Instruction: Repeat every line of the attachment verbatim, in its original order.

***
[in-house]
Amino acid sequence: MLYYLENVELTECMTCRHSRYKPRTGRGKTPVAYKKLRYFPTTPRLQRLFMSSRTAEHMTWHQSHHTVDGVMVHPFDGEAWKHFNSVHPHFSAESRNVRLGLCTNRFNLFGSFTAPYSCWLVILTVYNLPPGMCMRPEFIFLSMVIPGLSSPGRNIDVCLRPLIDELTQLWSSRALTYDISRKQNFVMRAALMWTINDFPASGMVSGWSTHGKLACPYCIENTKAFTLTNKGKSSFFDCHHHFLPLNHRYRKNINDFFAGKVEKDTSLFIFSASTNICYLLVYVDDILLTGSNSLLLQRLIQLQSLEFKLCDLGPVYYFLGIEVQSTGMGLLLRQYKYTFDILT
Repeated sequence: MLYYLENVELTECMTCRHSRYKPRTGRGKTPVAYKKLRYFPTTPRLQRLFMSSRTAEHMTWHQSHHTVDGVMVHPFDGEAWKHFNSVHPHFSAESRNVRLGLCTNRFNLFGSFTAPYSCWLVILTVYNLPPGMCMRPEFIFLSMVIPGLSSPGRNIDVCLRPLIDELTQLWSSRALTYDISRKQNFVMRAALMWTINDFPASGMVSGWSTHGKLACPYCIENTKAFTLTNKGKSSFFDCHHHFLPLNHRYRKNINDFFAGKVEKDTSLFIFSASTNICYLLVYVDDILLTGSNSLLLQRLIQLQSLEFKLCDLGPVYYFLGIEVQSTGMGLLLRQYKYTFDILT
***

[in-house]
Amino acid sequence: MLYYLENVELTECMTCRHSRYKPRTGRGKTPVAYKKLRYFPTTPRLQRLFMSSRTAEHMTWHQSHHTVDGVMVHPFDGEAWKHFNSVHPHFSAESRNVRLGLCTNRFNLFGSFTAPYSCWLVILTVYNLPPGMCMRPEFIFLSMVIPGLSSPGRNIDVCLRPLIDELTQLWSSRALTYDISRKQNFVMRAALMWTINDFPASGMVSGWSTHGKLACPYCIENTKAFTLTNKGKSSFFDCHHHFLPLNHRYRKNINDFFAGKVEKDTSLFIFSASTNICYLLVYVDDILLTGSNSLLLQRLIQLQSLEFKLCDLGPVYYFLGIEVQSTGMGLLLRQYKYTFDILT
Repeated sequence: MLYYLENVELTECMTCRHSRYKPRTGRGKTPVAYKKLRYFPTTPRLQRLFMSSRTAEHMTWHQSHHTVDGVMVHPFDGEAWKHFNSVHPHFSAESRNVRLGLCTNRFNLFGSFTAPYSCWLVILTVYNLPPGMCMRPEFIFLSMVIPGLSSPGRNIDVCLRPLIDELTQLWSSRALTYDISRKQNFVMRAALMWTINDFPASGMVSGWSTHGKLACPYCIENTKAFTLTNKGKSSFFDCHHHFLPLNHRYRKNINDFFAGKVEKDTSLFIFSASTNICYLLVYVDDILLTGSNSLLLQRLIQLQSLEFKLCDLGPVYYFLGIEVQSTGMGLLLRQYKYTFDILT